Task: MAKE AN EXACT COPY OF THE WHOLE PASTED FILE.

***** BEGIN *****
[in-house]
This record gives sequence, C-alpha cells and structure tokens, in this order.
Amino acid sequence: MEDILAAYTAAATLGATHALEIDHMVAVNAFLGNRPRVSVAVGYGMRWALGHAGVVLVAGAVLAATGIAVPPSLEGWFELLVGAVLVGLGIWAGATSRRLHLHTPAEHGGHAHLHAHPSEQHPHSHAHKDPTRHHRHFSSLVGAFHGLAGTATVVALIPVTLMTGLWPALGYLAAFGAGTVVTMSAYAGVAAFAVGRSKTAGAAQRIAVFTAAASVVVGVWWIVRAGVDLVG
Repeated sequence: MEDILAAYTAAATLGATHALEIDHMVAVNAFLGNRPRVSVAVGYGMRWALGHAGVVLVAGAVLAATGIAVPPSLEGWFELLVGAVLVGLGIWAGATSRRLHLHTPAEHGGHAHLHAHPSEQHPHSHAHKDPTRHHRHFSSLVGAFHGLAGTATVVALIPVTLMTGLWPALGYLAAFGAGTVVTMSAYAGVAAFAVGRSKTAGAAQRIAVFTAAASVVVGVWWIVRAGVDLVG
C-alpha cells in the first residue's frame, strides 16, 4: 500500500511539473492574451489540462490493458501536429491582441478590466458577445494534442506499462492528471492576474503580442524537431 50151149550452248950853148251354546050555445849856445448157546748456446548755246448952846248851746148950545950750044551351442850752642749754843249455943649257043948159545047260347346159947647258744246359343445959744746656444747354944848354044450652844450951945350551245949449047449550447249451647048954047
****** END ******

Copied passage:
[in-house]
This record gives sequence, C-alpha cells and structure tokens, in this order.
Amino acid sequence: MEDILAAYTAAATLGATHALEIDHMVAVNAFLGNRPRVSVAVGYGMRWALGHAGVVLVAGAVLAATGIAVPPSLEGWFELLVGAVLVGLGIWAGATSRRLHLHTPAEHGGHAHLHAHPSEQHPHSHAHKDPTRHHRHFSSLVGAFHGLAGTATVVALIPVTLMTGLWPALGYLAAFGAGTVVTMSAYAGVAAFAVGRSKTAGAAQRIAVFTAAASVVVGVWWIVRAGVDLVG
Repeated sequence: MEDILAAYTAAATLGATHALEIDHMVAVNAFLGNRPRVSVAVGYGMRWALGHAGVVLVAGAVLAATGIAVPPSLEGWFELLVGAVLVGLGIWAGATSRRLHLHTPAEHGGHAHLHAHPSEQHPHSHAHKDPTRHHRHFSSLVGAFHGLAGTATVVALIPVTLMTGLWPALGYLAAFGAGTVVTMSAYAGVAAFAVGRSKTAGAAQRIAVFTAAASVVVGVWWIVRAGVDLVG
C-alpha cells in the first residue's frame, strides 16, 4: 500500500511539473492574451489540462490493458501536429491582441478590466458577445494534442506499462492528471492576474503580442524537431 50151149550452248950853148251354546050555445849856445448157546748456446548755246448952846248851746148950545950750044551351442850752642749754843249455943649257043948159545047260347346159947647258744246359343445959744746656444747354944848354044450652844450951945350551245949449047449550447249451647048954047